Hyundai is no longer guaranteeing trade-in values for most of its mass-market models after its program to remove the perception that its vehicles depreciates faster than competing models ended last month. The program, launched May 1, 2011, dictates that Hyundai has to pay fixed sums to buyers of new company models when they trade in those vehicles three or four years later.
"It was a marketing program and we wanted to bring a spotlight on the strength of our residual values, and it did its job," John Krafcik, CEO of Hyundai Motor America, said. The program, however, remains for Hyundai’s upscale cars like the Equus luxury sedan, Genesis sedan and Genesis Coupe, according to Krafcik. To avail of guaranteed trade-in values, buyers of Hyundai vehicle must service their vehicle at a Hyundai dealership and buy another Hyundai.
The guaranteed trade-in values are based on residual values set by ALG, a consulting firm which specializes in estimating values of used vehicles. Residual value is how much a used vehicle is worth after a certain period, like the end of a three-year lease. Hyundai so far has been continuously improving the residual value of its vehicles in recent years. As proof, Hyundai was No. 14 in ALG's Residual Value Awards in 2007. Five years later, the company jumped 11 places to No. 3 in 2012.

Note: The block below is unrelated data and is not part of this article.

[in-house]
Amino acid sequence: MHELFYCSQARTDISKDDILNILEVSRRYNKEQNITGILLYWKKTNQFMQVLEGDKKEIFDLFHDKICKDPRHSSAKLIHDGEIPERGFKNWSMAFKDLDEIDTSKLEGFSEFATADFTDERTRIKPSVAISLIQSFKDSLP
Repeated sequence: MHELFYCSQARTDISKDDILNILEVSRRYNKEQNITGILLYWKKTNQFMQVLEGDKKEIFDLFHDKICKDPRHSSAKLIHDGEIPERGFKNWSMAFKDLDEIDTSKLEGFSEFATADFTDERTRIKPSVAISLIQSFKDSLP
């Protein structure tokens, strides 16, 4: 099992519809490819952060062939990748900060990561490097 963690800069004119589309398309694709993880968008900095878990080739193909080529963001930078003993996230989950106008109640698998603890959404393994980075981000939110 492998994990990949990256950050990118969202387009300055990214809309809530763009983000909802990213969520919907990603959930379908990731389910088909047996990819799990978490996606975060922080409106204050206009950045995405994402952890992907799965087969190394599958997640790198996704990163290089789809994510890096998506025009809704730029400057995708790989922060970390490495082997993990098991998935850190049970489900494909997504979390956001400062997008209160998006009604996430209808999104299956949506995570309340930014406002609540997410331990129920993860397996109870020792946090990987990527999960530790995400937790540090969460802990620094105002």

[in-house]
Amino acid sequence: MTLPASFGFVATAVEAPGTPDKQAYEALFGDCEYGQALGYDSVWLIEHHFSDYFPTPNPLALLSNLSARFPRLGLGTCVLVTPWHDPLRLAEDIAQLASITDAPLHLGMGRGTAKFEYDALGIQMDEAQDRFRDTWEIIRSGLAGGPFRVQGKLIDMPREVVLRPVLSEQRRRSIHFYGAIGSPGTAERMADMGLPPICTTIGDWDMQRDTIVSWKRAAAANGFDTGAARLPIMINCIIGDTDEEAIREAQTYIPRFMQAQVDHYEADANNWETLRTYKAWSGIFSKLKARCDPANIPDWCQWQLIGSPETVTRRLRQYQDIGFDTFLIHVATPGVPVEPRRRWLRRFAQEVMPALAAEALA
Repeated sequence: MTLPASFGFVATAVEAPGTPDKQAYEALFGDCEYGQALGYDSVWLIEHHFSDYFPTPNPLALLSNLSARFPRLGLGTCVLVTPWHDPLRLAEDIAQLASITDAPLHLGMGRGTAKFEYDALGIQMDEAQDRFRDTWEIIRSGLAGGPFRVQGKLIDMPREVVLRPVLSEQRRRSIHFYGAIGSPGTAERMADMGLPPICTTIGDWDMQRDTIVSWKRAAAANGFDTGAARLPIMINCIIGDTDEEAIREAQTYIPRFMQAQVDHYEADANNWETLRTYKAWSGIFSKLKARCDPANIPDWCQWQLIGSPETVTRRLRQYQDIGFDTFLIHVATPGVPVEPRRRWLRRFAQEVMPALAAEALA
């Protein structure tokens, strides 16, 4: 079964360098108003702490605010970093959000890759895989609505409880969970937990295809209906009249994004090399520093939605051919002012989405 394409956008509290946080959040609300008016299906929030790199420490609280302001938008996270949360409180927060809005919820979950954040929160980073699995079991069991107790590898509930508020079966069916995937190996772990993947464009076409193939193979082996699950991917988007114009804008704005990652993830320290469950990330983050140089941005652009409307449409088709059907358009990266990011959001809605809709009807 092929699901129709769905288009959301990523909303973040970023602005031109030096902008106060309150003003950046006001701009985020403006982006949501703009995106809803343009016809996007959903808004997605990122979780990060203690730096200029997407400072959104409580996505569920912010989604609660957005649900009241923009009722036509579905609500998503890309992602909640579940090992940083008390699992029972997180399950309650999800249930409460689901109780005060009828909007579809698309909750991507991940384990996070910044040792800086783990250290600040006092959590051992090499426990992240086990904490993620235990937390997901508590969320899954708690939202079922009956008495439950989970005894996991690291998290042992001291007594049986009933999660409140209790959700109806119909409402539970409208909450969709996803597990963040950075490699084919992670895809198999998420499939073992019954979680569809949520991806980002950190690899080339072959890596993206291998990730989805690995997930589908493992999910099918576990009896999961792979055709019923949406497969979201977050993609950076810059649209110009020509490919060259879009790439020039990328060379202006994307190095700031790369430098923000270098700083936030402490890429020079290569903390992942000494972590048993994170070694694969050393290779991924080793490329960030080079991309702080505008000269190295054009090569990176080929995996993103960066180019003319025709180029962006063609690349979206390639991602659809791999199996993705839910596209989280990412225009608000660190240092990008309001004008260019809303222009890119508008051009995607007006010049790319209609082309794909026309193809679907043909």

Hyundai’s program was successful, according to Mike DeSilva, general manager of Liberty Hyundai in Mahwah, N.J. DeSilva said that the program was effective "because it gave customers that peace of mind."
Hyundai was following the lead of Toyota and Honda, who were able to keep their customers for a long time, DeSilva noted. Krafcik said the company is hoping that the program would have the same effect of consumers wanting to consider Hyundai's upscale options. Krafcik noted that the premium product segment is where the company wants its message to be heard the most as this is where the brand meets a lot of resistance. [source: Autonews]